Just some FYIs before I really get in to this post. Firstly, I have been to New York before, with my mum and grandma. We did an absolute ton of touristy things, and were just walking round for like 12 hours a day doing sightseeing, barely stopping to shop or eat or anything (so unlike me, I know). It was an amazing induction into New York’s sights and specialities, but this time, my boyfriend Matt and I wanted to do it differently, so that’s why there’s possibly slightly less sightseeing than you might imagine. Secondly, this was a really big trip for us, and we crammed a lot of stuff in. Quite honestly the whole holiday (including the second half, post to come later) was expensive but we felt that in this instance it was worth it. It’s unlikely that we’ll visit New York again for a good few years, and we wanted to make the most out of our time here, which unfortunately does involve spending money! Finally, you might have guessed by now that the both of us are pretty big foodies, so yes, we actually did eat out that much, and we *might* have planned the majority of our trip around what restaurants we wanted to go to. Maybe.
I think the easiest way to walk you through New York is day by day, and I’ll throw in recommendations from both of our previous trips to New York as and when they are relevant.
We flew into Newark airport from Heathrow. This is standard from what I can tell, especially if you’re flying United. It’s really easy to get from the airport into the city, as you can get the NJ Transit train from the airport train station into Penn Station in Manhattan. It’s about 30 minutes and costs around $13 each. We walked to our hotel from Penn Station, although later regretted it – our cases felt twice as heavy in the heat. I would highly recommend using Uber in New York. Get the app on your phone and it’s really easy to get a decent and safe journey for a really reasonable price.
I will admit that we had a little hiccup with our hotel in New York. It was a place called The William, which is in Midtown, just a few blocks away from Grand Central, Times Square, the Empire State Building, Rockefeller Centre, and 5th Ave. Really well situated, and the rooms were amazing – much bigger than I was expecting for New York! When we arrived at around 2pm, we were told that we definitely couldn’t check in until 3pm. Then when we came back at 3pm, there was a problem with the water which wouldn’t be fixed until 6pm. We had lunch and walked to Times Square, did a little shopping and had a wander, so in the end it was fine. We just felt that the situation wasn’t handed that well, and that the staff weren’t exactly sympathetic to the fact that we’d already been travelling for 14 hours! However, they were nothing but helpful for the rest of our stay, and once we had got settled in our room, the rest of our time there went without a hitch. A highly recommended town house-style hotel, close to a considerable amount of tourist destinations, with exceptional room quality.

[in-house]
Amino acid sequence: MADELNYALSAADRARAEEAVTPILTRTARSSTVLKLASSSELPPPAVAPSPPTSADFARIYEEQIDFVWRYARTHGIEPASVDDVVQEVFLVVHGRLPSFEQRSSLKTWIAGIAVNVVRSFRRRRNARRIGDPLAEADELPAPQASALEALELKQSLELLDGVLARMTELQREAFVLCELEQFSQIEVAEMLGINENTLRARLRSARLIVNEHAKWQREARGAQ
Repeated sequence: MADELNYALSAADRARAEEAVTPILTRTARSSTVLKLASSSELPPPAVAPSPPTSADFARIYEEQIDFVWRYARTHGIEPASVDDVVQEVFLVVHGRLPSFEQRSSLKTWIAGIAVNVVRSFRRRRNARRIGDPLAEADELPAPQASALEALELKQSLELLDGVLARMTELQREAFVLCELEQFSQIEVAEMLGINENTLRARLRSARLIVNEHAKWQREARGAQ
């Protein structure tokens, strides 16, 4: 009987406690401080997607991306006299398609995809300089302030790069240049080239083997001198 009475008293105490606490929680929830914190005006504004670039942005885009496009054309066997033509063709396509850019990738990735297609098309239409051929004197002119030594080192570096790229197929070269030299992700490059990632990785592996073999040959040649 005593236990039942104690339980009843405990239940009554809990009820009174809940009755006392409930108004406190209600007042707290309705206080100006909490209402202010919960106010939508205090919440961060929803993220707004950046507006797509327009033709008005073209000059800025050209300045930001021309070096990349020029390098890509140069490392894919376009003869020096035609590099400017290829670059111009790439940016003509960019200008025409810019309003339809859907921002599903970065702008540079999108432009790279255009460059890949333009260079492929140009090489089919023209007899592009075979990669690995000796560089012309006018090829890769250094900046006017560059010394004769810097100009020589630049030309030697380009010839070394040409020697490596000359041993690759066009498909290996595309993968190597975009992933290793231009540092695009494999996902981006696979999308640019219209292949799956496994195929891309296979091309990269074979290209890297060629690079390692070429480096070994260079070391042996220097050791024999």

Times Square is a must for anyone visiting New York for the first time, or really anytime. Yes, it’s packed with tourists, vendors, and people dressed up as any number of crazy characters, but it’s part of the show that is New York City. I would especially recommend visiting at night, when the massive billboards and bright lights are at their most dazzling. There’s also some great shops in Times Square – the Disney Store! – although not many that you won’t find elsewhere.
That first evening, we didn’t actually end up eating much. There’s a distinct lack of grocery stores in New York, so don’t expect to wander out to grab something to eat in from a shop like we did! We did however have cocktails in the hotel’s cocktail bar, the Raines Law Room. It’s on the pricey side, but a great experience, very 1920s glamour mixed with Prohibition secrecy.
The second day that we spent in New York was a busy one. We started off with brunch at The Breslin, which was really fantastic. Again, pricey, but worth it for one of the nicest meals we had all holiday. The atmosphere was awesome, which I think was impressive in a space which was so sparsely lit on a bright Sunday morning! We then got an Uber to Central Park, and walked through the park from the south east corner up to the Natural History Museum on the west side of the park. It was quite a trek in the end, as the weather was so hot and sunny, but definitely something I would recommend. We did a walk through Central Park the last time I visited in March/April time, and it was a totally different experience.
The Natural History Museum was something neither of us had ever done, so we were keen to see it. You can actually pay whatever you want to get in, as it’s a donation. The recommended donation is about $20+ each, which you can pay and just go straight in. If you’ve got the time to stand in line for 10/20 minutes, then you can pay whatever you want. It’s a great system for allowing people who might not be able to afford the entrance fee, or who might be put off by it, to get a chance to explore history and gain some knowledge. It’s so interesting, and if you’ve got a spare couple of hours one morning, or it’s a bit of a miserable day, it’s so worth doing. If you buy a CityPass, or something similar, you can get into a lot of attractions for free. On my last trip, we got the passes and visited a few of the art museums – I’m not massively interested in art, but being able to get into the MOMA and the Guggenheim without paying meant that we could have a quick look around, and not feel obligated to stay any longer than we wanted, just to justify the ticket price.